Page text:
Ways of Preventing Electrical Shock

Electrical work around the home is perfectly safe if you take the proper precautions. The first rule to prevent an electric shock is to shut off the power to anything you're working on. But it's not always so simple. Some things around the household an electric charge even when they're powered off. There are also projects that require the use of electricity, so there's some risk of shock at all times. And it's important to know how to shut down electrical appliances and equipment, to prevent shock that can occur even when you're not touching any wiring. The following six rules will help protect you from most—not all—shock hazards when working with electricity around the home.

  • 01 of 06

    Use Insulated Tools

    Electrician worker repairing power electrical line distribution fusebord.
    Always use insulated tools while doing electrical work. Motizova/Getty Images

    It always makes sense to use insulated tools for electrical work. Since you've shut off the circuit and tested for power before touching any wires, using insulated tools may seem like overkill, but consider it an easy—and potentially lifesaving—backup precaution.

    You never know when a tool might slip or drop and make an accidental electrical connection. Insulated tools have a minimal amount of exposed metal to prevent such catastrophes. If you're working on or near electrical wiring or equipment from a ladder, use a nonconductive fiberglass ladder instead of a metal ladder.

    Warning: Always use insulated tools around batteries, such as car batteries. Touching both battery terminals with a metal tool can actually cause the tool to melt in your hand, or worse.

  • 02 of 06

    Turn Off the Power

    Always shut off the power to a circuit or device that you will be working on. This usually means turning off the appropriate breaker in your home's service panel (breaker box).

    If you're working on an appliance with a cord, unplug the cord to shut off the power, but be sure to watch for capacitors and connecting/disconnecting under load (see slides #3 and #6 below).

  • 03 of 06

    Test for Power

    Workers testing for noise in electricity substation
    Monty Rakusen / Getty Images

    Always test for power at the device or equipment after turning off the circuit breaker. Use a non-contact​ voltage tester (or another type of electrical tester) to check the circuit wiring and any electrical contacts before touching anything that could carry electricity.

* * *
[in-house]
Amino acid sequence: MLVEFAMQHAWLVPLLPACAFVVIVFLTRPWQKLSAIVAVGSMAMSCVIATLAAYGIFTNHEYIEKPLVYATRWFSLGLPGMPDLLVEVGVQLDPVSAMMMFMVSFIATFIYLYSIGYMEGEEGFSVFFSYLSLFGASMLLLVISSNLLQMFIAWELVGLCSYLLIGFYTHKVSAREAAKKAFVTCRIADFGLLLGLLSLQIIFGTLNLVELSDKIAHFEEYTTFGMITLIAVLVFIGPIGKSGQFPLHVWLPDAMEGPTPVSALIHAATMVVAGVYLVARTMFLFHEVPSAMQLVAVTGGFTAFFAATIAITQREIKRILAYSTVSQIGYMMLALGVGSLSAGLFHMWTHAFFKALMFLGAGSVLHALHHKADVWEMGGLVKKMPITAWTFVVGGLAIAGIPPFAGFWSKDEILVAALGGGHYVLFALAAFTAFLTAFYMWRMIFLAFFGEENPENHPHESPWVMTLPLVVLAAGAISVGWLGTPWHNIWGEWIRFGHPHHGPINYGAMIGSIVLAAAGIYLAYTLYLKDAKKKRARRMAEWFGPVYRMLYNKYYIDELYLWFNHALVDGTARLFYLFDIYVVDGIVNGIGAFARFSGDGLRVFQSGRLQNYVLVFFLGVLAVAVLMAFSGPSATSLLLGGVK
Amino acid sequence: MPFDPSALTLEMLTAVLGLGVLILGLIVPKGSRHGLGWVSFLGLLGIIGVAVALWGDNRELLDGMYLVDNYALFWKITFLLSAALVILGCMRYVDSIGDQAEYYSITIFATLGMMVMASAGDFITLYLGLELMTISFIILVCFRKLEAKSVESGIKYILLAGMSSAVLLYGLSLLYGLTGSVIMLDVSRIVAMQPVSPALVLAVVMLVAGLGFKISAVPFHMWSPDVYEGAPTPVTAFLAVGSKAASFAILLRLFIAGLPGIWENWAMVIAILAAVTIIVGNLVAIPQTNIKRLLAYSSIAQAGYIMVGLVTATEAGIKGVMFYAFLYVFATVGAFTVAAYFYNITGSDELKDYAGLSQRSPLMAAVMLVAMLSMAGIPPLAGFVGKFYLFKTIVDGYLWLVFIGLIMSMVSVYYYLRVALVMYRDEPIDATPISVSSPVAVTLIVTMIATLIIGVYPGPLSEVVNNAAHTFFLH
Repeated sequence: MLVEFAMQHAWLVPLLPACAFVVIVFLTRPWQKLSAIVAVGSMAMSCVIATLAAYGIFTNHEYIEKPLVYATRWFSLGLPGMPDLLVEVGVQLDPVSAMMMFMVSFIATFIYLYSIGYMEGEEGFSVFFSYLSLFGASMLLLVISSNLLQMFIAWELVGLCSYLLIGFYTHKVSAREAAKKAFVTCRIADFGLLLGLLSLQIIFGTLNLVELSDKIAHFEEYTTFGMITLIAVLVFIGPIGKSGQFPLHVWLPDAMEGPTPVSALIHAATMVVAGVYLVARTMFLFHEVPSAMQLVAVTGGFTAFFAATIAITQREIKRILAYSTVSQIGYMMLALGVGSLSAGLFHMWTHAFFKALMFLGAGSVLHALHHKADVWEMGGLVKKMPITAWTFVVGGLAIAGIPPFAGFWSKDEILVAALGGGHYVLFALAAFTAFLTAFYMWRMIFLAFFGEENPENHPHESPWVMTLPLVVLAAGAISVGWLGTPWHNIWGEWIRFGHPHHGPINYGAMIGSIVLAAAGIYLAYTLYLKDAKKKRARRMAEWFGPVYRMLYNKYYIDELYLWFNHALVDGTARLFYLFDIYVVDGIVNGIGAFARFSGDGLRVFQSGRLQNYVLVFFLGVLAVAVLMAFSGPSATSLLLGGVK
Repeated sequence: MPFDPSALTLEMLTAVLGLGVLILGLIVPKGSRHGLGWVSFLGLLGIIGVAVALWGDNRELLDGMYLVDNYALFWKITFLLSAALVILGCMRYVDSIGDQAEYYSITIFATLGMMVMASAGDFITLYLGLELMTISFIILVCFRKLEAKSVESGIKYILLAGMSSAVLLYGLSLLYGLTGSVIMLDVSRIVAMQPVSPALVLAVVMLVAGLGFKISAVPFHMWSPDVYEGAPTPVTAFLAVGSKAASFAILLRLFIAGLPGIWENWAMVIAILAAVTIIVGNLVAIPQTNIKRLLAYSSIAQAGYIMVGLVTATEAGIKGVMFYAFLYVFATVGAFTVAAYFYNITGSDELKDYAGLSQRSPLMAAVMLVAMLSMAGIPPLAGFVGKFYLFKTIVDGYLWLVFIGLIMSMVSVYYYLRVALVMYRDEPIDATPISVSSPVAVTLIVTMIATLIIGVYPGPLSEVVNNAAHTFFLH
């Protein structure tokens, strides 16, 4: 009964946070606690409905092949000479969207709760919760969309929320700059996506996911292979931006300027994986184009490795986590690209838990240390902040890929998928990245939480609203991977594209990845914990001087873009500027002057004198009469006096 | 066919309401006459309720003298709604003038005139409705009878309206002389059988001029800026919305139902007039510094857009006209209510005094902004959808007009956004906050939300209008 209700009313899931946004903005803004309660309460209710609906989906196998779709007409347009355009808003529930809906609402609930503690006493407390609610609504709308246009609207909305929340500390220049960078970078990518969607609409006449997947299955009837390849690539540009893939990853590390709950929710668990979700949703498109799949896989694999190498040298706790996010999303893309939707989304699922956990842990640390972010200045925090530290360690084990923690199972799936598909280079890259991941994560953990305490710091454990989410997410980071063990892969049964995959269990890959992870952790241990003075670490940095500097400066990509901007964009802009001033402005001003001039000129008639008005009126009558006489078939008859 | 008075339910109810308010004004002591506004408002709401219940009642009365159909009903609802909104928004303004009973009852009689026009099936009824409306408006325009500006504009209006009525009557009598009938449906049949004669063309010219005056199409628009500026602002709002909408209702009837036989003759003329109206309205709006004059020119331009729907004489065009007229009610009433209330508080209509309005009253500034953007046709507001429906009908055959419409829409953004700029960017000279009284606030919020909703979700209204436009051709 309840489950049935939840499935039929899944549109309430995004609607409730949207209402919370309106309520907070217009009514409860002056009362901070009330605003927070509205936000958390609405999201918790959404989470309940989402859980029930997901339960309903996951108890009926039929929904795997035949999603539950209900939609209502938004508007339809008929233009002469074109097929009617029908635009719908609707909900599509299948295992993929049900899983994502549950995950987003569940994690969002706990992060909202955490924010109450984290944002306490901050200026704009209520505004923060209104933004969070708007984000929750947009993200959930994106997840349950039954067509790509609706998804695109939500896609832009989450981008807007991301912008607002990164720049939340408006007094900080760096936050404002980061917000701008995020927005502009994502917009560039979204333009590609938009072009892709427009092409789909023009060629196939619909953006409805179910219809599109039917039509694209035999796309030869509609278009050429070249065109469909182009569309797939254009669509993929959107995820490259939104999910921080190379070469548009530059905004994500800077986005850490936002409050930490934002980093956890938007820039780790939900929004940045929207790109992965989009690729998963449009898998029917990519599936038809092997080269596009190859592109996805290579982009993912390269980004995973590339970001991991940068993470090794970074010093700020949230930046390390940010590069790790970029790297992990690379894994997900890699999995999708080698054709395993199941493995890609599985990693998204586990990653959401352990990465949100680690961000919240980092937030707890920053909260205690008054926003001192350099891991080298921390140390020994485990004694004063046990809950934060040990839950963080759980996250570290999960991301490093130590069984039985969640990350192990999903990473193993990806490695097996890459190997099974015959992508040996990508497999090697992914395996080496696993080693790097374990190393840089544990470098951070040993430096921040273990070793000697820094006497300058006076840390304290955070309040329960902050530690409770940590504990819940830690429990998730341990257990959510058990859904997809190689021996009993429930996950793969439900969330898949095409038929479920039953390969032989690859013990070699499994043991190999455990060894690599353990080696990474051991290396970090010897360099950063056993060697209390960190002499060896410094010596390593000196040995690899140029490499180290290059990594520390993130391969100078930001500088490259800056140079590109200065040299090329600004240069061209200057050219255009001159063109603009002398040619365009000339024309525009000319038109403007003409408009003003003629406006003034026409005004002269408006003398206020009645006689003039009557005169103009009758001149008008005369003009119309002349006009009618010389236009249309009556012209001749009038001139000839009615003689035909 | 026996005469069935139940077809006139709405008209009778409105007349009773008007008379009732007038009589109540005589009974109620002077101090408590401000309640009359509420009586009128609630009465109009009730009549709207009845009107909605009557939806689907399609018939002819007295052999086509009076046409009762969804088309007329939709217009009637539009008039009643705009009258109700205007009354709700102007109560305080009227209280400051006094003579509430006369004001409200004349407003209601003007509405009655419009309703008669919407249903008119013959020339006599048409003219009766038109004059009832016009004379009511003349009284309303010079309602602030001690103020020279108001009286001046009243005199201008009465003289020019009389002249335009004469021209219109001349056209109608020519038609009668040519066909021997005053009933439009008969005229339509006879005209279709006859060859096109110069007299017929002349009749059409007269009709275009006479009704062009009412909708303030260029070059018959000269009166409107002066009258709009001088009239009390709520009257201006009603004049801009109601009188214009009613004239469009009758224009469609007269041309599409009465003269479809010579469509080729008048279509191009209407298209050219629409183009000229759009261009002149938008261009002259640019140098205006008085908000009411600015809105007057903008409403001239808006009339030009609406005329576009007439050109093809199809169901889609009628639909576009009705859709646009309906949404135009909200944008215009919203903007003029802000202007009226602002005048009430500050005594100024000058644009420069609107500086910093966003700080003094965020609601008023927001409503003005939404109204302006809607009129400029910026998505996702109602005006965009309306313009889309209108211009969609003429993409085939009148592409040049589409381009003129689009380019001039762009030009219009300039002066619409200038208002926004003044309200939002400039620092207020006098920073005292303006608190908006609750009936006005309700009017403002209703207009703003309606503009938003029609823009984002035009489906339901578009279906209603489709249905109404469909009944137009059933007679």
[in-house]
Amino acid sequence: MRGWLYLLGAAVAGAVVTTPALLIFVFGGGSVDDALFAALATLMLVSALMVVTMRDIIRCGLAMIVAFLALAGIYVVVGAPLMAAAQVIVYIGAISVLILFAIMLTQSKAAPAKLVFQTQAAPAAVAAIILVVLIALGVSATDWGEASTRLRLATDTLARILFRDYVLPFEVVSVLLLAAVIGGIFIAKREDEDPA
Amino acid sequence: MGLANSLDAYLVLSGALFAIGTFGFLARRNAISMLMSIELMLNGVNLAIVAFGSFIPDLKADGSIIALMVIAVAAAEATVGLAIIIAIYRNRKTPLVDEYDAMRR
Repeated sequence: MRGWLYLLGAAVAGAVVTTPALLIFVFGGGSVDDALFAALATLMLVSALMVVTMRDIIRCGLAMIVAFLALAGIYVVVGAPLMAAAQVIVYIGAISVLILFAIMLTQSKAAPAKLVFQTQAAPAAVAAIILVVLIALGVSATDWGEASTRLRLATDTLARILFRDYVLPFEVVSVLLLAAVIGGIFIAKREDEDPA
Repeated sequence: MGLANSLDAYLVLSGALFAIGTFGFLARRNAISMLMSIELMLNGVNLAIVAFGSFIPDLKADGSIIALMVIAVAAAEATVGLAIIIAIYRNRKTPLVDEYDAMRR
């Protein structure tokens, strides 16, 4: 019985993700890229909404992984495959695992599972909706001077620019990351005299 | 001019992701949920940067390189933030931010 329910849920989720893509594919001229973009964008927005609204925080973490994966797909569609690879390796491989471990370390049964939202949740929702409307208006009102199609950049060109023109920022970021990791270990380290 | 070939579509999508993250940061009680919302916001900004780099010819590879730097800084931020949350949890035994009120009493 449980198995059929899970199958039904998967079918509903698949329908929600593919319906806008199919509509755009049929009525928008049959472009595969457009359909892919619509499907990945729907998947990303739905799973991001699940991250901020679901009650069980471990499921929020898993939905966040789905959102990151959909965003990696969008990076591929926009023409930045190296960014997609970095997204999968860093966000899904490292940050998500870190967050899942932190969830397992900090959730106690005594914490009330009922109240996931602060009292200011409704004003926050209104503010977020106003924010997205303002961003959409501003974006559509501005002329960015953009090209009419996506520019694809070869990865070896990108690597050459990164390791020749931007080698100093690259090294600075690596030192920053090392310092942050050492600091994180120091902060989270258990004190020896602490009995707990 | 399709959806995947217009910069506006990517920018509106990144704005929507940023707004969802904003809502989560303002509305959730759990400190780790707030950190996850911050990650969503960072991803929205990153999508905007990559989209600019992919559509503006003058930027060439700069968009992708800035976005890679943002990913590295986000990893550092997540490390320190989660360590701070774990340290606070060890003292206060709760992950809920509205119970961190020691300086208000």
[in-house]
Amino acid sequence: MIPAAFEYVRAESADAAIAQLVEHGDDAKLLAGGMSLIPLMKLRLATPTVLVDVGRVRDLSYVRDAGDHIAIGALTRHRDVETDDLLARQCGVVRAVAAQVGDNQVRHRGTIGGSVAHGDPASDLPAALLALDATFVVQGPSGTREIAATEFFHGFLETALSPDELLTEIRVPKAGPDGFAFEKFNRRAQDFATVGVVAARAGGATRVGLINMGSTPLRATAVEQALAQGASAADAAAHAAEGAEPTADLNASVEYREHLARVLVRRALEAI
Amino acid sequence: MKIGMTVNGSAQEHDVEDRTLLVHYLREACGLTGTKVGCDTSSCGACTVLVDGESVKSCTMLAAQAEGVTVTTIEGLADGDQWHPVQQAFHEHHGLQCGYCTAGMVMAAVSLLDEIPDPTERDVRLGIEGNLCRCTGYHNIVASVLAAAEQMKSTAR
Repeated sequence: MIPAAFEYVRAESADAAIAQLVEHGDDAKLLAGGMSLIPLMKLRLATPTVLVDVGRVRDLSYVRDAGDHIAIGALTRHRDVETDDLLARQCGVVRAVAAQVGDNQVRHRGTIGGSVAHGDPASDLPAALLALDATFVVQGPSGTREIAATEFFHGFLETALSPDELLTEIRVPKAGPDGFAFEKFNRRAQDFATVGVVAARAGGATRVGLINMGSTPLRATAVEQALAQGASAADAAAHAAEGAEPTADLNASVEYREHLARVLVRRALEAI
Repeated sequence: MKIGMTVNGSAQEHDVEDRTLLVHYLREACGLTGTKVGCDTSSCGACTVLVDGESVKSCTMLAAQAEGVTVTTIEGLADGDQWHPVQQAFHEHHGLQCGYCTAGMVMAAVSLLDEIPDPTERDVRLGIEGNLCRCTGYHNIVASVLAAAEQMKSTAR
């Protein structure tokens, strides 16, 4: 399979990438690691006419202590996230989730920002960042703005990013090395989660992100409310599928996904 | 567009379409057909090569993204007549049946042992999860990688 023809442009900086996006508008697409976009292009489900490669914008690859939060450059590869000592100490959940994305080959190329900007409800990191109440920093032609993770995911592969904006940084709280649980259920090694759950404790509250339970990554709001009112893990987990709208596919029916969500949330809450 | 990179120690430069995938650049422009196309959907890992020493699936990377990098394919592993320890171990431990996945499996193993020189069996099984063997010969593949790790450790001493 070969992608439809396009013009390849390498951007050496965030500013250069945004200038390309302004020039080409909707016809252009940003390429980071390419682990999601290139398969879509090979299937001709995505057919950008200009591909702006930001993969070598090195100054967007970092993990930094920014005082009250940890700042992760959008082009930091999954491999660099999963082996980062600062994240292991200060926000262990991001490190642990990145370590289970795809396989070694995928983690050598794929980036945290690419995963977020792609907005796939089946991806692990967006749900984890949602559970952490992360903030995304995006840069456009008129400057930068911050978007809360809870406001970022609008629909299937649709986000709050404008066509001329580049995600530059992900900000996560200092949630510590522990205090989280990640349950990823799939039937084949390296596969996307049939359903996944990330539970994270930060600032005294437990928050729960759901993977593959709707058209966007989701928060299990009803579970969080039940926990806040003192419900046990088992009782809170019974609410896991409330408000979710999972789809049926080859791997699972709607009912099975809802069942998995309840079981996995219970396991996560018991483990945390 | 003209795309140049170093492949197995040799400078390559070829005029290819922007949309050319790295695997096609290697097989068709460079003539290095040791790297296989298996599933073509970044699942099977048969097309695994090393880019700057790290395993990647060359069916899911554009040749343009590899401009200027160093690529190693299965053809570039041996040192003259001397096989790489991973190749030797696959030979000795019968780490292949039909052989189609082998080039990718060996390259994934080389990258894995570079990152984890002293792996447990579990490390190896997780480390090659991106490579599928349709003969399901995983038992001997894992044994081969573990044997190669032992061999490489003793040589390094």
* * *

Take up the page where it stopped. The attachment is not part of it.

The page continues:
For example, if you need to work on a light switch, shut off the power to the switch's circuit, then carefully remove the switch cover plate. Touch the probe of a non-contact voltage tester to each switch terminal and to every electrical wire in the box to make sure no voltage is present.

  • 04 of 06

    Beware of Capacitors

    Electronic circuit board with processor and electrotechnical elements, close up.
    Don't work on something with a capacitor unless you know how to discharge it. Vitaliy Golubtsov/Getty Images

    Capacitors are like batteries in that they hold an electric charge on their own. They are often found in appliances and equipment that use motors, such as air conditioners, refrigerators, freezers, and garage door openers, as well as microwave ovens.

    Capacitors store electricity and help motors start up by giving them a boost at high voltage. Capacitors can deliver a deadly shock even when the circuit power is off or the appliance is unplugged. Do not work on appliances or equipment that contain capacitors unless you know how to discharge them safely.

    Continue to 5 of 6 below.
  • 05 of 06

    Protect Yourself With GFCIs

    Safety GFCI protected dual electrical outlet, black power plug
    leah613/Getty Images

    If you're doing work that uses electricity—that is, with the power on—plug your extension cord, power tool, or other equipment into a GFCI (ground-fault circuit-interrupter) outlet, or use a GFCI-protected extension cord.

    GFCIs detect electrical faults and shut off the power to prevent shock. Faults can be caused by things like water getting on cord contacts or by shorts inside tools, cords, or appliances. GFCI protection is especially important when working outdoors or near any moisture, but it's always a worthwhile safety precaution.

  • 06 of 06

    Never Connect or Disconnect Under Load

    hand outlet Power saving Hand inserting electrical plug into outlet
    sarayut/Getty Images

    When an appliance or other device is wired or plugged into a circuit and is running, the circuit is "under load." That means the device is drawing power and electricity is flowing from the circuit into the appliance and back onto the circuit wiring in a continuous loop.

    If you unplug the device while it's on, the flow of electricity might create an arc, which is the electricity literally jumping across the gap from the outlet to the plug. This is normally safe to do with lamps and small appliances that don't have ON/OFF switches, but large appliances like dryers, ranges, and AC units can create dangerous arcs when disconnected or connected ​under load.

    The rule: Always turn off the device before unplugging it or plugging it in or switching on its circuit breaker.